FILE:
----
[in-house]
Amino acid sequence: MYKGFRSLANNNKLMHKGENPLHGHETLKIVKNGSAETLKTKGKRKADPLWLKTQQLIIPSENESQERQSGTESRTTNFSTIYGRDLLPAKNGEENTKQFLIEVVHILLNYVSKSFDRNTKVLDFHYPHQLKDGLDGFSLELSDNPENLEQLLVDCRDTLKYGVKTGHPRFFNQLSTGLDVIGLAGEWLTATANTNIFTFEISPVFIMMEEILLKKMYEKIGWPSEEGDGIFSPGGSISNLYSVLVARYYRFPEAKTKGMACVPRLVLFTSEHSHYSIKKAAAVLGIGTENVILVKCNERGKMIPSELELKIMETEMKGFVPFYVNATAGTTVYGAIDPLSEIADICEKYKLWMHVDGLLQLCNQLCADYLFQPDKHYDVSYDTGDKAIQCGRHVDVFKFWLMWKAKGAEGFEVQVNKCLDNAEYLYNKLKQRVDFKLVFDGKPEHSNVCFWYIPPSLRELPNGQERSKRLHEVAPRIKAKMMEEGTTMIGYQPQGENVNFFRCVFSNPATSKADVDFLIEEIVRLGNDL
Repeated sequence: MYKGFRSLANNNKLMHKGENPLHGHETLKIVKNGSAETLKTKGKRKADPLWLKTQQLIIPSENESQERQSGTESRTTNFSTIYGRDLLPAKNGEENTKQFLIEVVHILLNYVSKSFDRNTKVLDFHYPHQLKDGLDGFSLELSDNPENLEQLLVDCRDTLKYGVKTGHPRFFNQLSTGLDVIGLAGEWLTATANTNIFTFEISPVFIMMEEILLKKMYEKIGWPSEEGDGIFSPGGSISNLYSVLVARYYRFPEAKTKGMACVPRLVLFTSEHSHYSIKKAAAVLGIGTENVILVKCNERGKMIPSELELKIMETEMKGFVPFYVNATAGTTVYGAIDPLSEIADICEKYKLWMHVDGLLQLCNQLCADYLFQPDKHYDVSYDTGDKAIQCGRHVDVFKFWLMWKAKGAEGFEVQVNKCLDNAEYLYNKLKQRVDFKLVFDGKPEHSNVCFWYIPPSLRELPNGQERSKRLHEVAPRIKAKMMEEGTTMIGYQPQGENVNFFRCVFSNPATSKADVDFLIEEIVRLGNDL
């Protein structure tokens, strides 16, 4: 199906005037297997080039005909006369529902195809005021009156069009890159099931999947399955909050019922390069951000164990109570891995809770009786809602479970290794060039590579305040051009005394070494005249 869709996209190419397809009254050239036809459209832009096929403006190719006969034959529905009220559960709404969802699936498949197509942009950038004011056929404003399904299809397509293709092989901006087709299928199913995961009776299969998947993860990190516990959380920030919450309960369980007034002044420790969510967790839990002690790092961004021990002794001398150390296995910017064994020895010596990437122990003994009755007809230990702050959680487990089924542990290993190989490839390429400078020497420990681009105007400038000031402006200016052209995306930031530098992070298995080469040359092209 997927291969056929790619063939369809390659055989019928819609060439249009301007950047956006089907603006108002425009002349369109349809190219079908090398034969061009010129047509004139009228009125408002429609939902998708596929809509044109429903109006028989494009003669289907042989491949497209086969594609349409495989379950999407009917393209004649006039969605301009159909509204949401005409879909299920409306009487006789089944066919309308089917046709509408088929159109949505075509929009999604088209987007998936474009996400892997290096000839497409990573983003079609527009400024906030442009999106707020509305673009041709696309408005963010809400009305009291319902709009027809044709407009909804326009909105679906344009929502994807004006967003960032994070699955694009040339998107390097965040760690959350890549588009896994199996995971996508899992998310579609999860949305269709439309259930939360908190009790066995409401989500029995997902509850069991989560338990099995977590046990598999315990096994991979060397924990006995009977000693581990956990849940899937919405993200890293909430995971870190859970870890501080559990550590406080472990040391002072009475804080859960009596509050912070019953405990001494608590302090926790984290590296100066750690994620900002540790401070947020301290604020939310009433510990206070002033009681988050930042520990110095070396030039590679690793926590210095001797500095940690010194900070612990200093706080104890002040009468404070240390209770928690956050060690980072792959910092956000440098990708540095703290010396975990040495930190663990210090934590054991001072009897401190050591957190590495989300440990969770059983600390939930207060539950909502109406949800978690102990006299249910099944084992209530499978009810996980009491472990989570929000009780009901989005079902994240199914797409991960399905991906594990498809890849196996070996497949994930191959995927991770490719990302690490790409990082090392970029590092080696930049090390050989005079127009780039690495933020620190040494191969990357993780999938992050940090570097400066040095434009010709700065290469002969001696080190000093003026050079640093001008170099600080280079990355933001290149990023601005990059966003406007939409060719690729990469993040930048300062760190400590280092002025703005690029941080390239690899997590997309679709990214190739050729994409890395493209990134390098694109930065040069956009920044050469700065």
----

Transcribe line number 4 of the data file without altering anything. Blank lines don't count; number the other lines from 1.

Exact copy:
């Protein structure tokens, strides 16, 4: 199906005037297997080039005909006369529902195809005021009156069009890159099931999947399955909050019922390069951000164990109570891995809770009786809602479970290794060039590579305040051009005394070494005249 869709996209190419397809009254050239036809459209832009096929403006190719006969034959529905009220559960709404969802699936498949197509942009950038004011056929404003399904299809397509293709092989901006087709299928199913995961009776299969998947993860990190516990959380920030919450309960369980007034002044420790969510967790839990002690790092961004021990002794001398150390296995910017064994020895010596990437122990003994009755007809230990702050959680487990089924542990290993190989490839390429400078020497420990681009105007400038000031402006200016052209995306930031530098992070298995080469040359092209 997927291969056929790619063939369809390659055989019928819609060439249009301007950047956006089907603006108002425009002349369109349809190219079908090398034969061009010129047509004139009228009125408002429609939902998708596929809509044109429903109006028989494009003669289907042989491949497209086969594609349409495989379950999407009917393209004649006039969605301009159909509204949401005409879909299920409306009487006789089944066919309308089917046709509408088929159109949505075509929009999604088209987007998936474009996400892997290096000839497409990573983003079609527009400024906030442009999106707020509305673009041709696309408005963010809400009305009291319902709009027809044709407009909804326009909105679906344009929502994807004006967003960032994070699955694009040339998107390097965040760690959350890549588009896994199996995971996508899992998310579609999860949305269709439309259930939360908190009790066995409401989500029995997902509850069991989560338990099995977590046990598999315990096994991979060397924990006995009977000693581990956990849940899937919405993200890293909430995971870190859970870890501080559990550590406080472990040391002072009475804080859960009596509050912070019953405990001494608590302090926790984290590296100066750690994620900002540790401070947020301290604020939310009433510990206070002033009681988050930042520990110095070396030039590679690793926590210095001797500095940690010194900070612990200093706080104890002040009468404070240390209770928690956050060690980072792959910092956000440098990708540095703290010396975990040495930190663990210090934590054991001072009897401190050591957190590495989300440990969770059983600390939930207060539950909502109406949800978690102990006299249910099944084992209530499978009810996980009491472990989570929000009780009901989005079902994240199914797409991960399905991906594990498809890849196996070996497949994930191959995927991770490719990302690490790409990082090392970029590092080696930049090390050989005079127009780039690495933020620190040494191969990357993780999938992050940090570097400066040095434009010709700065290469002969001696080190000093003026050079640093001008170099600080280079990355933001290149990023601005990059966003406007939409060719690729990469993040930048300062760190400590280092002025703005690029941080390239690899997590997309679709990214190739050729994409890395493209990134390098694109930065040069956009920044050469700065």